Tuesday, 29 June 2010

Running a command/script in all machines in a Condor pool

Sadly, all the machines in our Condor pool do not have exactly the same configuration, so it is sometimes convenient to run a command/script  in all the machines (mostly to find misbehaving ones). Since there is apparently no built-in way of doing this with Condor, I just wrote some quick Perl scripts to do it (in this case to find which machines cannot run Octave.

cycle_all_condor.pl will take a constraint string and a basic Condor command file. For example, I will run it like:

[angelv]$ ./cycle_all_condor.pl 'Arch == "X86_64"' basic.file

in order to find all the 64 bits machines in our pool, and will use basic.file as the prefix to the resulting Condor sumbit file. The resulting condor submit file is just sent to standard output (which can be redirected to a file, and then submitted with Condor).

The scripts are very simple, and probably written in a very poor Perl, but they do the job. Here they go:

[angelv]$ cat cycle_all_condor.pl
#! /usr/bin/perl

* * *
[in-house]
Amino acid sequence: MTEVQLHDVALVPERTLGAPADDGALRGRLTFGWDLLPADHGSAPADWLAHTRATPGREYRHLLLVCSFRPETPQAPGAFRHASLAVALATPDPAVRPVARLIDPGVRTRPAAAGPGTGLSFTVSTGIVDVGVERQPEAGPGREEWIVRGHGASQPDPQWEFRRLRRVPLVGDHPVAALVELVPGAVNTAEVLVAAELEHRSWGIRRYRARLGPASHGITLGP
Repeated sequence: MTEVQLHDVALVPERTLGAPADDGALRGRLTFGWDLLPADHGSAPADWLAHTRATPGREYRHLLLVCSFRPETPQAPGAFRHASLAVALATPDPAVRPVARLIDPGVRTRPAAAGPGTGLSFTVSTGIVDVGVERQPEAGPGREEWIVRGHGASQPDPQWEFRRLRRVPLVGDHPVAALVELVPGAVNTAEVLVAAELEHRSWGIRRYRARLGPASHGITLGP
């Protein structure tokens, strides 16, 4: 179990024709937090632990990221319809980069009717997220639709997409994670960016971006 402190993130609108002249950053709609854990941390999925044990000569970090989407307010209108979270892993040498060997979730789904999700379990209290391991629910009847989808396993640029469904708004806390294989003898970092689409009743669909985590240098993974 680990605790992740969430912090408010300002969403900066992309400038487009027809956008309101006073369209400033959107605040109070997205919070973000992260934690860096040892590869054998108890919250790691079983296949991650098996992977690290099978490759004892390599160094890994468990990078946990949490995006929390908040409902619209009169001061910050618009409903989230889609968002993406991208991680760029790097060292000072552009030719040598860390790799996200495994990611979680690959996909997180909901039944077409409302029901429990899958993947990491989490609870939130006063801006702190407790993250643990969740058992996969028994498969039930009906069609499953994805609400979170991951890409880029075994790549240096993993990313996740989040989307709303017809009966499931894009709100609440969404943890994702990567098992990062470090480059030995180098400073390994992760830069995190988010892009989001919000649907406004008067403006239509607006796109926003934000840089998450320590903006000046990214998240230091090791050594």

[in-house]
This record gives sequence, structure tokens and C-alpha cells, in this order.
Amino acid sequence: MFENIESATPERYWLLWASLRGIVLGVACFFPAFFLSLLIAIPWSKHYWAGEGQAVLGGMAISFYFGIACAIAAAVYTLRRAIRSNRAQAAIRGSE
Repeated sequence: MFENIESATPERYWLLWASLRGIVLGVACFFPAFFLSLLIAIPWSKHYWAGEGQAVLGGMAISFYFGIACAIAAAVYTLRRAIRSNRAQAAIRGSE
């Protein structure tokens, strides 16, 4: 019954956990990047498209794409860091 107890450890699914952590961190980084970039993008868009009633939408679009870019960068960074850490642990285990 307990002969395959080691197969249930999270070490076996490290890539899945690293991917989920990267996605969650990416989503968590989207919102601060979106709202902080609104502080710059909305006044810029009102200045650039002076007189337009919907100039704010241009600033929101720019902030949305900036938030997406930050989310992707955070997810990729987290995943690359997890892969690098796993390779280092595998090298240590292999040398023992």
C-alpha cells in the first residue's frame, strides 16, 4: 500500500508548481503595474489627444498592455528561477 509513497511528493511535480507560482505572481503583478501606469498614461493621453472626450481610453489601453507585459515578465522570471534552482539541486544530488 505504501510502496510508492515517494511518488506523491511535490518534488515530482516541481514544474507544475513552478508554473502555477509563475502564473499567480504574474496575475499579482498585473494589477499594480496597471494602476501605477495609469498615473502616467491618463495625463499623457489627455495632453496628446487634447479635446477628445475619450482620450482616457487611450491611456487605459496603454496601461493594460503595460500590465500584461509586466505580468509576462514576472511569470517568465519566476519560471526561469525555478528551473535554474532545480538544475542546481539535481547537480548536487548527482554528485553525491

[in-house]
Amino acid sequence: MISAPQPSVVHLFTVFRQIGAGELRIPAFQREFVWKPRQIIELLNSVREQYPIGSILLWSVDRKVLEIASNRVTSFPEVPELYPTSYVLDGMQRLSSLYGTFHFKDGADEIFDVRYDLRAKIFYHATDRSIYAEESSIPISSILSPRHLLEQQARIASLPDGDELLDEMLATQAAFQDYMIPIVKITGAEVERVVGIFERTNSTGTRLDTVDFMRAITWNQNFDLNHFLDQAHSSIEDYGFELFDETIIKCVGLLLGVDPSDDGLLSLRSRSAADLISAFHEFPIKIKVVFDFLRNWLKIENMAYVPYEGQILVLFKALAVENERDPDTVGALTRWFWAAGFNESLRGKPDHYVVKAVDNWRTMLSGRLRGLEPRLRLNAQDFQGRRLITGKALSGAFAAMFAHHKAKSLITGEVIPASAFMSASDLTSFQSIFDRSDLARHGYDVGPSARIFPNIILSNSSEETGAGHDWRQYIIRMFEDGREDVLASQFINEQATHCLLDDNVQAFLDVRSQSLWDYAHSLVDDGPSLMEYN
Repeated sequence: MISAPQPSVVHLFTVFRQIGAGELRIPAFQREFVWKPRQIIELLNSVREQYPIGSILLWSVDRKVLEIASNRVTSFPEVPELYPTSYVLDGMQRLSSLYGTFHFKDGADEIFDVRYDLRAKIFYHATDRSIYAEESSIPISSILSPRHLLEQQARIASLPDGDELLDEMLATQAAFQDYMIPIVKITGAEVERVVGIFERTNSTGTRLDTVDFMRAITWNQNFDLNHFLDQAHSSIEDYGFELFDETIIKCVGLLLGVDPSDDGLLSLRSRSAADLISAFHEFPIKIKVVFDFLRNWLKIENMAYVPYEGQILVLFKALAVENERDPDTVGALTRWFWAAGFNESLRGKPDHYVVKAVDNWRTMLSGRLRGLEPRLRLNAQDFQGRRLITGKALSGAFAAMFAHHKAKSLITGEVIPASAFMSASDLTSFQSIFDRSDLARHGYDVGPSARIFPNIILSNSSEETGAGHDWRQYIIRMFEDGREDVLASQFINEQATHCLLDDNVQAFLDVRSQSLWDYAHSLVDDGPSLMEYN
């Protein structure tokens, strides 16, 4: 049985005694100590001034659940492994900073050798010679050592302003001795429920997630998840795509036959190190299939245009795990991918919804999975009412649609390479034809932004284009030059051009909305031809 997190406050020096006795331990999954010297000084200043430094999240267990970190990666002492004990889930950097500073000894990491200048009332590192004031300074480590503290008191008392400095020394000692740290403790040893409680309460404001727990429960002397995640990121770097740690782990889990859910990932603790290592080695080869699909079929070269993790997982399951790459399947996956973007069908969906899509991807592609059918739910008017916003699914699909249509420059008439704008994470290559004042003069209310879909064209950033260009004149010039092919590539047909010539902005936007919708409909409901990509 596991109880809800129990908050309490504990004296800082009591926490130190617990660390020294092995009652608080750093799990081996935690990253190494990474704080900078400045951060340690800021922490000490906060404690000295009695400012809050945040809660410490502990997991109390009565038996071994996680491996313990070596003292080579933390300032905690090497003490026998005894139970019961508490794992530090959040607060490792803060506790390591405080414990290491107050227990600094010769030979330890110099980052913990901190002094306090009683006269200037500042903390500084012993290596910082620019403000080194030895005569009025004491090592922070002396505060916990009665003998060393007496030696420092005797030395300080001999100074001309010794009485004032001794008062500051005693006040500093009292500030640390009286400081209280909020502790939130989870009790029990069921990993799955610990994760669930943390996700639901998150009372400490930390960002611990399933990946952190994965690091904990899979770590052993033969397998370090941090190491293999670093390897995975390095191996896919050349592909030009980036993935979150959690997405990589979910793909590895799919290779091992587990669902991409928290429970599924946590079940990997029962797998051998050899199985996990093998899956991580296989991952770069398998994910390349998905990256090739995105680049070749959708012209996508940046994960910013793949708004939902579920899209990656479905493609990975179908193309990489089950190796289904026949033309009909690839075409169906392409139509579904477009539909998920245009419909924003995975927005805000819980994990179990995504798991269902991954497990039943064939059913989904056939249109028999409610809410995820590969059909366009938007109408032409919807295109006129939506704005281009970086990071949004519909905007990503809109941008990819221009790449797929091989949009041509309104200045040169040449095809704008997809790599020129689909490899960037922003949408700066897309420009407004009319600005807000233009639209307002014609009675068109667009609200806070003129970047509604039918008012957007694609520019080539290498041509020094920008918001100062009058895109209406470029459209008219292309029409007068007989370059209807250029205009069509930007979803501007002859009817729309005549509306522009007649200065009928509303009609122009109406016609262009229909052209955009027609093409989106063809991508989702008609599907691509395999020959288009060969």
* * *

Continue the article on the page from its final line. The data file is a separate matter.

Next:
$constraints = @ARGV[0];
$basic_cmd_file = @ARGV[1];

system "cat $basic_cmd_file";

open (MACHINES, "condor_status -const '$constraints' -format \"%s\n\" Machine | sort -u |");

while (<MACHINES>) {
    print "Requirements = Machine == \"$_\" \n";
    print "Queue \n"

close (MACHINES);

[angelv]$ cat basic.file
Executable = octave.sh
Universe = vanilla
output = output.$(Process)
error = error.$(Process)
log = log.condor
notification = NEVER
getenv = True

[angelv]$ cat octave.sh
uname -a
octave --help

[angelv]$ cat results.pl

@files = <error*>;
foreach $file (@files) {
    if (-s $file) {
        ($name,$ext) = split(/\./,$file);
        print "$file \n";
        system "cat $file output.$ext \n";

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